Since we’re at a place in time where symbols of white supremacy continue coming down, it’s well past time to change the Massachusetts flag. Especially as the Trump administration targets the Wampanoag tribe’s land. Is the state of Massachusetts in solidarity with Native Americans or not?

Last year, WGBH reported on the issue and a suggestion for the change could be an easy one. Remove the arm and sword and add a tree. A tree flag was one of the ones used during the American Revolution. Ships sailing from Massachusetts also used the tree flag. So adding a tree would be consistent with Massachusetts history.

For 36 years, the MA Indigenous Legislative Agenda has been working on changing the flag and seal, along with other initiatives as well.

Let’s support current legislation (S.1877 & H.2776) and urge the MA Rules Committee to move the Mass Flag and Seal Bill out of committee. Click on the links to send a letter. See a sample letter below.

I am a resident of (city or town), Massachusetts. I am writing in support of (S.1877 / H.2776) the bill to create a special commission, made up of Native leaders of the area now known as Massachusetts and state legislators, to change the state flag and seal of Massachusetts. The time has come to remove the sword that has been hanging over the heads of the Native people of this land for 400 years! This legislation has been stalled for 36 years in the legislature. Even Mississippi is holding bipartisan discussions now to remove the Confederate symbol from its state flag – which would leave Massachusetts as the last flag of white supremacy flying in the country. This image is a disgrace to the progressive traditions of our Commonwealth, an offense to Native people, and to everyone who upholds the value of racial justice for all. Thirty nine Massachusetts cities and towns have already voted at town meeting or city council to change the Massachusetts flag and seal, and an equal number of legislators now co-sponsor S.1877 / H.2776). Please vote favorably to move the legislation to change the Massachusetts flag and seal forward now.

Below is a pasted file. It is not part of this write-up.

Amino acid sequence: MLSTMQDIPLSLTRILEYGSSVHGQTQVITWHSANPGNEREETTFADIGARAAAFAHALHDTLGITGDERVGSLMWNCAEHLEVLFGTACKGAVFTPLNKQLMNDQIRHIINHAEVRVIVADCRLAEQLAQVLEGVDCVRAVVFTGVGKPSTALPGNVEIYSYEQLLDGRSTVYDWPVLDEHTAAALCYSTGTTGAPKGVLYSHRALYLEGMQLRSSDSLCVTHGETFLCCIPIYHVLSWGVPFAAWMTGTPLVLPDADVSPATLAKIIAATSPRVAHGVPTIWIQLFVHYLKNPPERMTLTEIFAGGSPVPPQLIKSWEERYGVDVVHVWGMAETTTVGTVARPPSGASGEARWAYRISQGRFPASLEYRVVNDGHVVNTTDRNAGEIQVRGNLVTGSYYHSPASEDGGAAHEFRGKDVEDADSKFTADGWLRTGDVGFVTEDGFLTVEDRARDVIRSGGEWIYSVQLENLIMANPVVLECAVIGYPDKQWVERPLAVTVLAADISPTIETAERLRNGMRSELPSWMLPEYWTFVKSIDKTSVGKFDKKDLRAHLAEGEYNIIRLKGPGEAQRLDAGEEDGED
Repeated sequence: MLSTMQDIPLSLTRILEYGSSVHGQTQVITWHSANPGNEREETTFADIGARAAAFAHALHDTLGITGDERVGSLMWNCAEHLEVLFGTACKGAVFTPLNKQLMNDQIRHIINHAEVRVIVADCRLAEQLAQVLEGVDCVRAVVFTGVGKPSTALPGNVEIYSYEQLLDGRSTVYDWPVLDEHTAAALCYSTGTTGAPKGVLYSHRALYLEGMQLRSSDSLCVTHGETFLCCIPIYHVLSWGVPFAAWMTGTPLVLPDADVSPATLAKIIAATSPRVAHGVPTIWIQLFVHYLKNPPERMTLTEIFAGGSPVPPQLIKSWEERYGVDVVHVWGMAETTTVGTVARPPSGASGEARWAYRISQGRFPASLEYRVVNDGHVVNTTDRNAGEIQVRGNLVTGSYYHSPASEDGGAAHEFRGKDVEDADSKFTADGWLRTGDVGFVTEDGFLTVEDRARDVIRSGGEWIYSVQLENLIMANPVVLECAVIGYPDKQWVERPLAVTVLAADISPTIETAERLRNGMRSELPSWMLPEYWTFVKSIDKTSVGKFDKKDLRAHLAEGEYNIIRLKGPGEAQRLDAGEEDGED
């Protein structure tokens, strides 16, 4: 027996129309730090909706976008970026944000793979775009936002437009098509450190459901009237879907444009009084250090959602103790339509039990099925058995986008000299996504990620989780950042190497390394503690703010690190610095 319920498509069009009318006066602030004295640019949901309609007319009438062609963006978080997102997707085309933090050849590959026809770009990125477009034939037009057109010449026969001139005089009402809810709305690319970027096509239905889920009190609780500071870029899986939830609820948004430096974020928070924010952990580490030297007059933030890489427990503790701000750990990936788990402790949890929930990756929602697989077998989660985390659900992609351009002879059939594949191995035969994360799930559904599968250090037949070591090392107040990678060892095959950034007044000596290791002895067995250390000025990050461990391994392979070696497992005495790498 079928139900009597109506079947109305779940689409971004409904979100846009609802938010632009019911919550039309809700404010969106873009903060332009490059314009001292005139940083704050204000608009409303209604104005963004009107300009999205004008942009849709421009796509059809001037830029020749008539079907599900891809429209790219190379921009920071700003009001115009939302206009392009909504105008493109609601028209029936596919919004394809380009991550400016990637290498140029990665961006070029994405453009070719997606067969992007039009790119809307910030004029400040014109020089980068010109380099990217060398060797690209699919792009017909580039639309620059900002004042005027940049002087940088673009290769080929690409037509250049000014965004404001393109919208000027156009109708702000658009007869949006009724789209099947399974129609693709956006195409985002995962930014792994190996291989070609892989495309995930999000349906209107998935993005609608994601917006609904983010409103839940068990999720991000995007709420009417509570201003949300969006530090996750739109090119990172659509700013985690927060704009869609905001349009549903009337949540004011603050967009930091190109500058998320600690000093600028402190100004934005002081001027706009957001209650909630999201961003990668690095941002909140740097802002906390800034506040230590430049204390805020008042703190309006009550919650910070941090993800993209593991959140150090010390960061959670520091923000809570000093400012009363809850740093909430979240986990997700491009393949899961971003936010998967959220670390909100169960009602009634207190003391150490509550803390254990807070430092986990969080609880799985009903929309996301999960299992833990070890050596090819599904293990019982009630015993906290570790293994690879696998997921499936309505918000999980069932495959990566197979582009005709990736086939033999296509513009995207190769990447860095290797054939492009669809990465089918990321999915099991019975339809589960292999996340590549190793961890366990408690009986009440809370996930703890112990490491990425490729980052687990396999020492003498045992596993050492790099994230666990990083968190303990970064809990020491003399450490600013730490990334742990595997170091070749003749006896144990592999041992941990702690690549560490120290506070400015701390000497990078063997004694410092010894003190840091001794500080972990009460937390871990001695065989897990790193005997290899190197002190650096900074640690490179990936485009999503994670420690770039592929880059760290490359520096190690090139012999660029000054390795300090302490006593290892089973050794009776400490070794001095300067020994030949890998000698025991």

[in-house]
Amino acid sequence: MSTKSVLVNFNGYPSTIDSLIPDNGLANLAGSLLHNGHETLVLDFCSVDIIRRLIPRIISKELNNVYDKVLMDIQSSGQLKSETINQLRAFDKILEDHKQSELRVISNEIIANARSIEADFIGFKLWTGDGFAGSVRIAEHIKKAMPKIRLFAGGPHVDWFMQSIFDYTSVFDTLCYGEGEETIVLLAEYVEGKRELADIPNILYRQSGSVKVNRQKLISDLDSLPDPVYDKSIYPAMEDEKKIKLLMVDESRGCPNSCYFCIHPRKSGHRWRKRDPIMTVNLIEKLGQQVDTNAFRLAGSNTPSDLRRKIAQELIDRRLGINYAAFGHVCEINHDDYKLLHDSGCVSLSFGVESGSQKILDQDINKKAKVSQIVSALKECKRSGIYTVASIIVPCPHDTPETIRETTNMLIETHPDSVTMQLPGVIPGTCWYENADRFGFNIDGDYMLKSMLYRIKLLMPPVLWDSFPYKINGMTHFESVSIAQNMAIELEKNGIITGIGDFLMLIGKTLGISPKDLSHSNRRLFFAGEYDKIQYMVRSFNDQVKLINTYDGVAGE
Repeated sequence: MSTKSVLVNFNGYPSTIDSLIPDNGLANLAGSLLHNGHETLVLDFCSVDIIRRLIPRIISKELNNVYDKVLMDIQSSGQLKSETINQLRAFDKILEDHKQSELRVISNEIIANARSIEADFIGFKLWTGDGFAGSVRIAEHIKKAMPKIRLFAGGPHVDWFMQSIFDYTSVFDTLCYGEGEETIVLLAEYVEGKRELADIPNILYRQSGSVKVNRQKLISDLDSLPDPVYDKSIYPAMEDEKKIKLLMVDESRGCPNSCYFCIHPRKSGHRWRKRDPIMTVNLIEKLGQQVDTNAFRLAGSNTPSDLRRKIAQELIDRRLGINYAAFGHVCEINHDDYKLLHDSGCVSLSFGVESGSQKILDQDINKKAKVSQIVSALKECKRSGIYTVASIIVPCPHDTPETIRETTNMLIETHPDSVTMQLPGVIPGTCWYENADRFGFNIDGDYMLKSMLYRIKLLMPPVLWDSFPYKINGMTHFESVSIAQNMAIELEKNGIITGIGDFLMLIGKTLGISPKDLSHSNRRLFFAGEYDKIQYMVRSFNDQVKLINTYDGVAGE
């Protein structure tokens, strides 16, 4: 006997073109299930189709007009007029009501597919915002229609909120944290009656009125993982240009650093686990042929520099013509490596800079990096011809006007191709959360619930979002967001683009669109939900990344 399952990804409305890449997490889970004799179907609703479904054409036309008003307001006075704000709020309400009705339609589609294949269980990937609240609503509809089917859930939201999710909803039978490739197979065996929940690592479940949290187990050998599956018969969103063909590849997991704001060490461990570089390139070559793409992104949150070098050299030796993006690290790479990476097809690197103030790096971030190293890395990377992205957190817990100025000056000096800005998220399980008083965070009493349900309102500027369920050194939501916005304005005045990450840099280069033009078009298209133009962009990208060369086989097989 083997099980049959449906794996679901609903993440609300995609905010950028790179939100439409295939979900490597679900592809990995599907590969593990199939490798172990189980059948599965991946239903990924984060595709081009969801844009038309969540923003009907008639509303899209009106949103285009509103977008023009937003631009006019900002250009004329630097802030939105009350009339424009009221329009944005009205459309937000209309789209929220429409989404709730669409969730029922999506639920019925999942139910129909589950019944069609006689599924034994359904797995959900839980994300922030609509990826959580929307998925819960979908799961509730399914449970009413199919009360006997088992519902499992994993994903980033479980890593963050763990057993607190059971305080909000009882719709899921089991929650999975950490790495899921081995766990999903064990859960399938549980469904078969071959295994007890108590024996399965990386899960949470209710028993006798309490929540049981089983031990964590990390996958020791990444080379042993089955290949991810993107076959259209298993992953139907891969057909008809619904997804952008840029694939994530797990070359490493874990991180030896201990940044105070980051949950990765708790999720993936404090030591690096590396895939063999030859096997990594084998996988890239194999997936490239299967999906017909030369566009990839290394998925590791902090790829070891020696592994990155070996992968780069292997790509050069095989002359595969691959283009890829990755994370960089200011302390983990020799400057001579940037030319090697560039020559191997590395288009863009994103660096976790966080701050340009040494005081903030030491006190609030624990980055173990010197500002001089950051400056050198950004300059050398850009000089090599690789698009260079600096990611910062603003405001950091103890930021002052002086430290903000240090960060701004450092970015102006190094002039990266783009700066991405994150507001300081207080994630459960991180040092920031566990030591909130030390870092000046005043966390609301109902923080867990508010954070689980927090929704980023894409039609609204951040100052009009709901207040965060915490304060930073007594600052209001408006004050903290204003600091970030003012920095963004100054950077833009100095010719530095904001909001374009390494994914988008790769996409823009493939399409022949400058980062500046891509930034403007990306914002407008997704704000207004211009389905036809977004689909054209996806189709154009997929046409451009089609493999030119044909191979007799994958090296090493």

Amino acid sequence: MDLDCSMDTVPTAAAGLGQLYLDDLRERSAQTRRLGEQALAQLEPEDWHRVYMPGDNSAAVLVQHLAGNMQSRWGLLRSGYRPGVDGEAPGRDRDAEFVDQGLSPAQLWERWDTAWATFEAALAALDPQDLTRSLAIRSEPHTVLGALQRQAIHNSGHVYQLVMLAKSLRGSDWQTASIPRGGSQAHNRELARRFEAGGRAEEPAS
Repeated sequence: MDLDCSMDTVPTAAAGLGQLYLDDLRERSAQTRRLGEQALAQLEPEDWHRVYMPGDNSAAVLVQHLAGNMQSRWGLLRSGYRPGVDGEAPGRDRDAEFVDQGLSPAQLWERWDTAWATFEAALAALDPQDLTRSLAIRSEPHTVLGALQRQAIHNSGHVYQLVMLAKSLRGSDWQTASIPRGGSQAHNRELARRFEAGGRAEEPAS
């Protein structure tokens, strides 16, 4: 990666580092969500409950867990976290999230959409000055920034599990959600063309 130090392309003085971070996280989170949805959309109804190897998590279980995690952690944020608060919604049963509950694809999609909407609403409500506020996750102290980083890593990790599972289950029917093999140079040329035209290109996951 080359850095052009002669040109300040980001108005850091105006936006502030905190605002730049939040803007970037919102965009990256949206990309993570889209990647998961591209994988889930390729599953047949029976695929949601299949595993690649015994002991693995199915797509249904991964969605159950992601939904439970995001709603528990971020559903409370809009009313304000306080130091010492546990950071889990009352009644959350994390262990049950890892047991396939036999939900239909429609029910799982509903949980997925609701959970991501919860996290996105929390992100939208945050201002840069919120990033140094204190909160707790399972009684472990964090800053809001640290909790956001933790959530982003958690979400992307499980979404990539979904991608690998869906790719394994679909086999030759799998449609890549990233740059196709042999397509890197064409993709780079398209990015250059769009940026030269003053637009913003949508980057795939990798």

*Updated 7/17/2020* Yesterday, there was a rally by Native American groups in front of the state house in support of this legislation and it generated some media attention. Governor Baker was asked about it during a press conference and stated that he is open to discussion.

*Updated 7/29/2020* There is real momentum behind this issue and the Massachusetts Senate unanimously approved new legislation (S.2848) to create a special commission. Now it’s up to the House and Governor.

*Updated 8/4/2020* North Quincy High School has changed the image of the Yakoo mascot.

*Updated 1/13/2021* Resolve S.2848 was passed! A commission will study the current seal and motto and decide how to go forward. The people in the commission will include descendants of Massachusetts tribes among others. A final report should be submitted by October 1st.

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Image Credit: Wikimedia Commons

Holiday Dessert Roundup: Mincemeat Pie

Mince pie cut in half with background blur.
Photo Credit: By Jonathan Farber on Unsplash

From my last few posts, it’s clear that I love holiday sweets. Gingerbread is a holiday staple and eggnog might be my favorite holiday treat. But there’s another one that I haven’t written about — mincemeat pie.

First, let me clarify. Most mincemeat pies do NOT have meat in them. They are made with dried fruits and spices. While we call them mincemeat in New England, apparently in most other places, they’re called mince.

Personally, I’ve never made a mincemeat pie. One of my mom’s sisters, is the pie maker for our holiday meals and we are often blessed with one of her mincemeat pies. After a brief Twitter exchange with someone, I realized that not all families are so blessed! We had one for Thanksgiving and I’m hopeful for Christmas too! Served warm with vanilla ice cream, it’s a carousel of delicious flavors and textures.